There is the outside. If you had a solid conductor without a cavity it would be the part that isn't the conductor.

There is the cavity. It's like a hollow region inside the conductor, surrounded by the conductor. It's like the inside of your house if you closed all the doors and windows. It's not the house itself, it's not the walls, it's not the floors or ceiling or roof. It's the region inside with all the air and people. If you replaced the entire outside with a conductor it's the part that now isn't a conductor.

Then the third region is the conductor itself. It's the region that isn't the outside and also isn't the cavity. It's a conducting metal. It has zero electric field.

What about the other regions, do they have zero electric fields. They don't have to, and often they do not.

The field lines come out of the charge in the cavity, go through the region of the cavity and end on the inside surface so they only exist inside the cavity, not in the conductor. Recall those are two different regions.

Next if there is charge on the outside surface the field lines come out of those charges and head out into the outside region. So they exist only on the outside, not in the conductor. Recall that those are also two different regions.

That's it.

But isn't outside just the outer surface of the conductor? Why make it so complicated? The book just says that all the net charges will stay right on the surface.

It's not overly complicated to have different names for different things so you can tell when people are talking about different things.

There are two regions of not-conductor and one is called the outside and one is called the cavity. The surface between the outside and the conductor is called the outside surface. The surface between the cavity and the conductor is called the inside surface. Both surfaces are on the boundary of the conductor. Neither is "inside" the conductor in the sense of being anywhere other than the boundary between the conductor and the not-conductor. You simply need to learn the terminology to learn what people are saying.

Your post clearly showed you had trouble distinguishing when people were talking about the cavity, when they were talking about the outside, and when they were talking about the conducting shell. There is charge on the inside surface (between the cavity and the conductor) and the field lines in the cavity end on the inside surface. They don't go into the conductor. You claimed there was a contradiction, but it's just you misunderstanding when they are talking about each of these three regions. Only one region (the conducting shell) has zero electric field.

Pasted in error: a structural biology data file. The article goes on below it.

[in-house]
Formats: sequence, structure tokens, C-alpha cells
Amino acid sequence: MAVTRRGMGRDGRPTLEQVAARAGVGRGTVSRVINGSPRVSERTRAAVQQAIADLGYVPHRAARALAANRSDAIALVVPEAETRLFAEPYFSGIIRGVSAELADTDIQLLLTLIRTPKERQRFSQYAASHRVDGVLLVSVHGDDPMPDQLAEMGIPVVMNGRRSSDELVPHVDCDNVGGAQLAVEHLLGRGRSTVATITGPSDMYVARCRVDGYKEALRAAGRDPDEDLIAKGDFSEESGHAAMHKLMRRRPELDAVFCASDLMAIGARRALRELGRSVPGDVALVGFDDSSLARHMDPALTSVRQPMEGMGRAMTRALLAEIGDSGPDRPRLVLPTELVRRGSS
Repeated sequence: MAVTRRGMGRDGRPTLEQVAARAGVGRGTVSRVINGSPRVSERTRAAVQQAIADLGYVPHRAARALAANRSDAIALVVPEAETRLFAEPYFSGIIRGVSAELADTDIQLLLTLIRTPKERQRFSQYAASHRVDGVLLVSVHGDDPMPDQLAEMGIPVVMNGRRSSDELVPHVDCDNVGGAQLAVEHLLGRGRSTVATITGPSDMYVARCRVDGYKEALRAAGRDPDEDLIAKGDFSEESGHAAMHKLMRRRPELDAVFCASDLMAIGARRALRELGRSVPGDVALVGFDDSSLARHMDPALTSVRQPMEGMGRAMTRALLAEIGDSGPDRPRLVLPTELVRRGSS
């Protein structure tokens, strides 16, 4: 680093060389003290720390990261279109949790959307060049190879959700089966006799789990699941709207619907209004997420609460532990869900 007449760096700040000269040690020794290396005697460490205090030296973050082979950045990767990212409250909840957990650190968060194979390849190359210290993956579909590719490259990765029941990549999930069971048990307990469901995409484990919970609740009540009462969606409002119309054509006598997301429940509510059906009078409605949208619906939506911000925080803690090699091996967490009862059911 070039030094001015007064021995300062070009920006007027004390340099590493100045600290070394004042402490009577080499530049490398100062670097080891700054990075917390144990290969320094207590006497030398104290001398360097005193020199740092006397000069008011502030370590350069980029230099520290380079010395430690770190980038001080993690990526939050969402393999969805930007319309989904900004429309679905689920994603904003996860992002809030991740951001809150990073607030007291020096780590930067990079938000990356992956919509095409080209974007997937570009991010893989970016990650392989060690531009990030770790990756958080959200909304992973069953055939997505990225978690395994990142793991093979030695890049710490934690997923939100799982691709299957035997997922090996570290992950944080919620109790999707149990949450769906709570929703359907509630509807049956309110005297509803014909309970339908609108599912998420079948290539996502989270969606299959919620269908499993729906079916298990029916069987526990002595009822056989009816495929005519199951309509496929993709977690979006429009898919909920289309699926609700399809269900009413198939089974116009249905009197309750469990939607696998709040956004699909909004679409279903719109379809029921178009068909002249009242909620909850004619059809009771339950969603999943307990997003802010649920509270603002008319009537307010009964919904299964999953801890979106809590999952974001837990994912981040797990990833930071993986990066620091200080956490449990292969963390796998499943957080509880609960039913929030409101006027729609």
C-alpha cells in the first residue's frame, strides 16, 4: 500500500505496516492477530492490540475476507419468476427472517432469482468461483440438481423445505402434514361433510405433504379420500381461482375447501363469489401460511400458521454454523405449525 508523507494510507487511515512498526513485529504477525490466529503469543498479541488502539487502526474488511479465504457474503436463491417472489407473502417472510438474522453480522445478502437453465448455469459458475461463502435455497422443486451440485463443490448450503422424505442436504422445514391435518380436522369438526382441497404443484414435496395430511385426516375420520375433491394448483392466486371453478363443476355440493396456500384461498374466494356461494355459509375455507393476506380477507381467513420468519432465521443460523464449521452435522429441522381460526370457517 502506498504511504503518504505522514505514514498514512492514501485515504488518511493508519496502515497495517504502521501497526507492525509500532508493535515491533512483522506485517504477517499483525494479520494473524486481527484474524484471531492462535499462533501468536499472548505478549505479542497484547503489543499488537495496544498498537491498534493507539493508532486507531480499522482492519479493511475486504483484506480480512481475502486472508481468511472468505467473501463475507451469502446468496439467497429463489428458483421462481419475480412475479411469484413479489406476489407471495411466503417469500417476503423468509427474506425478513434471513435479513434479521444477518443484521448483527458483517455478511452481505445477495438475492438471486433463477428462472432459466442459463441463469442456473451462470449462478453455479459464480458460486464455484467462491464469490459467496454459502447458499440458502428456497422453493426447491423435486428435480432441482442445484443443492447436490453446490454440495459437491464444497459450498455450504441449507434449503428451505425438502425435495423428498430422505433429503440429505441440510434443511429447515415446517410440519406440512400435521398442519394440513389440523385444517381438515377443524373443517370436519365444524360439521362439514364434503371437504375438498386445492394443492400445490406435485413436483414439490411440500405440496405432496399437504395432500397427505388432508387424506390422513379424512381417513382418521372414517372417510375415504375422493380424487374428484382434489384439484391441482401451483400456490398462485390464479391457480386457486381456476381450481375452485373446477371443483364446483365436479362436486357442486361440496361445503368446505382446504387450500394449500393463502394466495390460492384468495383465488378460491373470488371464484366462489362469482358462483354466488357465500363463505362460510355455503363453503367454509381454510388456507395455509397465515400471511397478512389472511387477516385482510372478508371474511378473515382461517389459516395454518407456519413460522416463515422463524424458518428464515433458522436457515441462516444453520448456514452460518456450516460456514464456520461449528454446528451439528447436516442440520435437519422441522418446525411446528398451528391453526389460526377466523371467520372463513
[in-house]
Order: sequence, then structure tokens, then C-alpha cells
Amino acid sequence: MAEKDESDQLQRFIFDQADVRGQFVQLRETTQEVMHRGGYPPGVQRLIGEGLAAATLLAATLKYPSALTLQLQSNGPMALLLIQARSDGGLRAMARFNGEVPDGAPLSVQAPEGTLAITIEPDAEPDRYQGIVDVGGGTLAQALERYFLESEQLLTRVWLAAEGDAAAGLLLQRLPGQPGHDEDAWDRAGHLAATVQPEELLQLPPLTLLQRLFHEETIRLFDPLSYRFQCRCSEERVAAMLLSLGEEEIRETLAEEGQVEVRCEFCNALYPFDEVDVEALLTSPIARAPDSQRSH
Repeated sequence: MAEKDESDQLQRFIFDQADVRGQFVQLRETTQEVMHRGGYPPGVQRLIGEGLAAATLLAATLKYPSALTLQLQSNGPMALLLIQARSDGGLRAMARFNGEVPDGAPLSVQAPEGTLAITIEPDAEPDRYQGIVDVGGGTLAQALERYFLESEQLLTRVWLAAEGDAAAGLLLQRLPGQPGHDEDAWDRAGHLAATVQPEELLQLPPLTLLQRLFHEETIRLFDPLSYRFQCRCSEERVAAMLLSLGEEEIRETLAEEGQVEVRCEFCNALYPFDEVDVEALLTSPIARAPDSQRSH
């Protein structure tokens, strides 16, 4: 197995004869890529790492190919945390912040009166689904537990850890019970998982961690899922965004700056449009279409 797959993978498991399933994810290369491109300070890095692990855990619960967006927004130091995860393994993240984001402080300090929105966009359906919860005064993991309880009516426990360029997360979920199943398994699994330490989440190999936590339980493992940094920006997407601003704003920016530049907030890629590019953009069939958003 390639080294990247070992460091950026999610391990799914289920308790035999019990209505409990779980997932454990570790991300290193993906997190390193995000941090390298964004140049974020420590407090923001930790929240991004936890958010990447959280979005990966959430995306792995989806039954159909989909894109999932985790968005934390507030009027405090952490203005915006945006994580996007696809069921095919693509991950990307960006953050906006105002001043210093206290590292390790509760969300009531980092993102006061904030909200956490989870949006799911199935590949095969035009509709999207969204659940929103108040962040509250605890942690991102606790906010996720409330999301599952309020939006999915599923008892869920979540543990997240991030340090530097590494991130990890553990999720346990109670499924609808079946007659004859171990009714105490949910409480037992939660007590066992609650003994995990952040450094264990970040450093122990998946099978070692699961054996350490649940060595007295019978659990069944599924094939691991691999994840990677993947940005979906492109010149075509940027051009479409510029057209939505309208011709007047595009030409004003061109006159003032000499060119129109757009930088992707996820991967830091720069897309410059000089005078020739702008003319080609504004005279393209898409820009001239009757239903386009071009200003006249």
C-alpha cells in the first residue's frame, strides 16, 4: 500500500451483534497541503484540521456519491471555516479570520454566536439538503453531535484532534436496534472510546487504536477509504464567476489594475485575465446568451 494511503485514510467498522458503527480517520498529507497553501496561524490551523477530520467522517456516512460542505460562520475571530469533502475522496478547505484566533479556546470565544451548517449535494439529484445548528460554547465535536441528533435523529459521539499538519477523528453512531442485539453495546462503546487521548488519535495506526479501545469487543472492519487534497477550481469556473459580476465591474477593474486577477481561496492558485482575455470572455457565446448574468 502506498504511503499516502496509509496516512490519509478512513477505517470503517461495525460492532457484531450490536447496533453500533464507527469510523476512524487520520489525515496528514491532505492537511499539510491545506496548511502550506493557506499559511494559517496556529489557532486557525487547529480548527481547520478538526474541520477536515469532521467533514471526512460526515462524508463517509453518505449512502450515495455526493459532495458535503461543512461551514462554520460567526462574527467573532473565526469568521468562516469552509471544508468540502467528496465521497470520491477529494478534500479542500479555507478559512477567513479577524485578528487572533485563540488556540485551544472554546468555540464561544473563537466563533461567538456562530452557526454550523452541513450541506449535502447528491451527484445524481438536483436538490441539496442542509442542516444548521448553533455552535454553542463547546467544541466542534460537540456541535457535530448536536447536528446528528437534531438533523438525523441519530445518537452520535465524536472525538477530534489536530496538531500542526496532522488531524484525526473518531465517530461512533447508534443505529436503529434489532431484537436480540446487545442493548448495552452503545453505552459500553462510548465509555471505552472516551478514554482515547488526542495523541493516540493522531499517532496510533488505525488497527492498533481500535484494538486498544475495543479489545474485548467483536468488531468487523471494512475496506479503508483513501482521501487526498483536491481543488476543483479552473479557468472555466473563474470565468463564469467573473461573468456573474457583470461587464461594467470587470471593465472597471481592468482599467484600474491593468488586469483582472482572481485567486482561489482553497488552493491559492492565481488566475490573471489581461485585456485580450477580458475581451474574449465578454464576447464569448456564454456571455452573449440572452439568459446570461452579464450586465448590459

$\endgroup$
  • $\begingroup$ But isn't outside just the outer surface of the conductor? Why make it so complicated? The book just says that all the net charges will stay right on the surface. $\endgroup$ – most venerable sir Mar 8 '16 at 21:07
  • $\begingroup$ @Doeser There are two regions of not-conductor and one is called the outside and one is called the cavity. The surface between the outside and the conductor is called the outside surface. The surface between the cavity and the conductor is called the inside surface. Both surfaces are on the boundary of the conductor. Neither is "inside" the conductor in the sense of being anywhere other than the boundary between the conductor and the not-conductor. You simply need to learn the terminology to learn what people are saying. $\endgroup$ – Timaeus Mar 8 '16 at 21:21
  • $\begingroup$ @Doeser Your post clearly showed you had trouble distinguishing when people were talking about the cavity, when they were talking about the outside, and when they were talking about the conducting shell. There is charge on the inside surface (between the cavity and the conductor) and the field lines in the cavity end on the inside surface. They don't go into the conductor. You claimed there was a contradiction, but it's just you misunderstanding when they are talking about each of these three regions. Only one region (the conducting shell) has zero electric field. $\endgroup$ – Timaeus Mar 8 '16 at 21:21

Your Answer

By clicking “Post Your Answer”, you agree to our terms of service, privacy policy and cookie policy

Not the answer you're looking for? Browse other questions tagged or ask your own question.